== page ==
Sneezing in dogs

Has your dog ever gotten into some pepper or something spicy? The first reaction is almost always to scrunch up their face, shake their head, and let out a massive sneeze. And though it can be funny — and even cute — in the moment, if the sneezing continues (and they haven’t gotten into anything), it could be a cause for concern.

Should I be concerned about sneezing in dogs?

If your dog sneezes once or twice and stops, that’s not a big deal. It’s normal. If they have one sneezing fit and then stop, that’s also normal. But if your dog begins to sneeze often or excessively, you should have them evaluated by a vet.

What are the potential causes of sneezing in dogs?

Dogs can sneeze for myriad reasons. Here’s why:

  • Play sneezes. Dogs can sneeze as a sign of happiness and excitement. This isn’t a cause for concern.
  • Irritants in the nose. If your dog stuffed its nose into a pile of dirt or got a huge whiff of some perfume, they will probably sneeze. The sneeze generally resolves the issue. Sometimes they’ll even suck something up into their nose that gets stuck there, like a grass seed. The effort of sneezing and associated mucus is your dog’s best strategy for getting a nasal foreign body out, but if that doesn’t work you’ll know because the sneezing won’t subside.
  • Allergies. Dogs can have allergies just like people, including sneezing and red, watery eyes. Your vet can give you antihistamines.
  • Nasal mites. Dogs like to rub their faces in the most awful things, which can sometimes cause small bugs to hop into their nasal passages. Your vet can give you anti-parasitic medication for your dog.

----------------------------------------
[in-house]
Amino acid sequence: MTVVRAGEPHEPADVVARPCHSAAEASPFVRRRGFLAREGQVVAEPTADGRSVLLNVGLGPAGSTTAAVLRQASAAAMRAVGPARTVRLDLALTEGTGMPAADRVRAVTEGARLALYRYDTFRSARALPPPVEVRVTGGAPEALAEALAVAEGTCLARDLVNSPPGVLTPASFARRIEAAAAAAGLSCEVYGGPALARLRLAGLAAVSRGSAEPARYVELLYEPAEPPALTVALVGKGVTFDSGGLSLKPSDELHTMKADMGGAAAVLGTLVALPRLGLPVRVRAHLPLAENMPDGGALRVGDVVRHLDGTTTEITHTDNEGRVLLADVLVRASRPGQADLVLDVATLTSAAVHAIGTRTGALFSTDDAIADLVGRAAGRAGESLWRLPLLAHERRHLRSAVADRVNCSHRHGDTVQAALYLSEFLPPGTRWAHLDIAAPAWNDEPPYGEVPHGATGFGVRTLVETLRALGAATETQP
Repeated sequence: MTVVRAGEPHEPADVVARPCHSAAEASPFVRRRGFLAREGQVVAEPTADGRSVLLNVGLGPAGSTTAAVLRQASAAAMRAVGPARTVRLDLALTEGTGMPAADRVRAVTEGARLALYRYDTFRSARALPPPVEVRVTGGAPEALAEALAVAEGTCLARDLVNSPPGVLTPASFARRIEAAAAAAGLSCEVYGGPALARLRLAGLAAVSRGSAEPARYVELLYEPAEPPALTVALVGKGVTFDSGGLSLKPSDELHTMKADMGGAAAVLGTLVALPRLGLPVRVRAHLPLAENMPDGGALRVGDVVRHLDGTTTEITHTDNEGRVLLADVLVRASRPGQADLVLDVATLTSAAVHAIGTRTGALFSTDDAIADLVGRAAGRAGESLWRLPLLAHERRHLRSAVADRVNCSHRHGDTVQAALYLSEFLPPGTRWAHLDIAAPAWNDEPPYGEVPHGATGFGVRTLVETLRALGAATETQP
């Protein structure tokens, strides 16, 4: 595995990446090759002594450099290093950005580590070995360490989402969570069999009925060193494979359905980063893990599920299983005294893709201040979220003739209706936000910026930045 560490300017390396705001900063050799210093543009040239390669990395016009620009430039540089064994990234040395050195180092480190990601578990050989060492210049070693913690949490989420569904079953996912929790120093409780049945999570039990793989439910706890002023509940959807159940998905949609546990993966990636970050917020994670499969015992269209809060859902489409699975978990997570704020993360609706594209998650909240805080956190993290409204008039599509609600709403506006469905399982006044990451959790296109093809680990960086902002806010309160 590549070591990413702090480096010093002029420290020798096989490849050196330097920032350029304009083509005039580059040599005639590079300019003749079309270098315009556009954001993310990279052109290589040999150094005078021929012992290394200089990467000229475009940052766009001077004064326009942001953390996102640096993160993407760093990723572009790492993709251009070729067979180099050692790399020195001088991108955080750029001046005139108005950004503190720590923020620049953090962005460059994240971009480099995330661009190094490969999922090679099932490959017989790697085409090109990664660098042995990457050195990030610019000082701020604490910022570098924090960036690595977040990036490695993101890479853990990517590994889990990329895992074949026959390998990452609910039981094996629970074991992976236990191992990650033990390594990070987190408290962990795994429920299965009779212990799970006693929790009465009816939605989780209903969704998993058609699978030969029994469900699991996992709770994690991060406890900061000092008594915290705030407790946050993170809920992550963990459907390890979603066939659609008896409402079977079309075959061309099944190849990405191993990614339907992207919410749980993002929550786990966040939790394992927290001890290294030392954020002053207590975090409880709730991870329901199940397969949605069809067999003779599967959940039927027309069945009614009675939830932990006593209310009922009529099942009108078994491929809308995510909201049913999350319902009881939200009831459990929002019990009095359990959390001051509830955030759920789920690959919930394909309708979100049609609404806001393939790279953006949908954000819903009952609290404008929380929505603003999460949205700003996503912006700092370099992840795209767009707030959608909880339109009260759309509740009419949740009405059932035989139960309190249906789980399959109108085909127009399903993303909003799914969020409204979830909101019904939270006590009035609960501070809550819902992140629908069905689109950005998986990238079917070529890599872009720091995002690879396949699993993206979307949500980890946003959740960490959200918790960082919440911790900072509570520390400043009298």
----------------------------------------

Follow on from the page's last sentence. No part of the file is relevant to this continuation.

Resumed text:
• Infections. Bacterial, viral, and fungal infections in the nose can all cause sneezing. See your vet for medication.
  • Tumors. If your dog is getting older, they could develop tumors in their nose, which may need surgery to remove.
  • Dental problems, like an abscessed tooth.

What are the different versions of this sneezing in dogs?

Dogs can sneeze normally, which is what you typically see, or they can reverse sneeze. Reverse sneezing is when they draw in a puff of air instead of expelling it, and it’s usually caused by excitement.

What are the next steps and tests for sneezing in dogs?

If your dog has other symptoms along with the sneezing like nasal discharge or a nosebleed, try to observe if it’s affecting only one nostril or both. This information will be helpful for your vet. If your dog has been having sneezing fits and won’t stop, your vet will first check for irritants in the nasal passages. Following that, they’ll do a physical examination, blood work, and X-rays to determine the root cause, like an infection.

What other symptoms are often associated with sneezing in dogs?

Depending on the underlying condition, like nasal mites or the flu, sneezing will be accompanied with some pretty specific other symptoms, such as:

  • Nosebleed
  • Nasal discharge
  • Coughing
  • Wheezing
  • Nasal swelling
  • Lethargy
  • Fever
  • Itching
  • Licking
  • Change in appetite
  • Excessive drool

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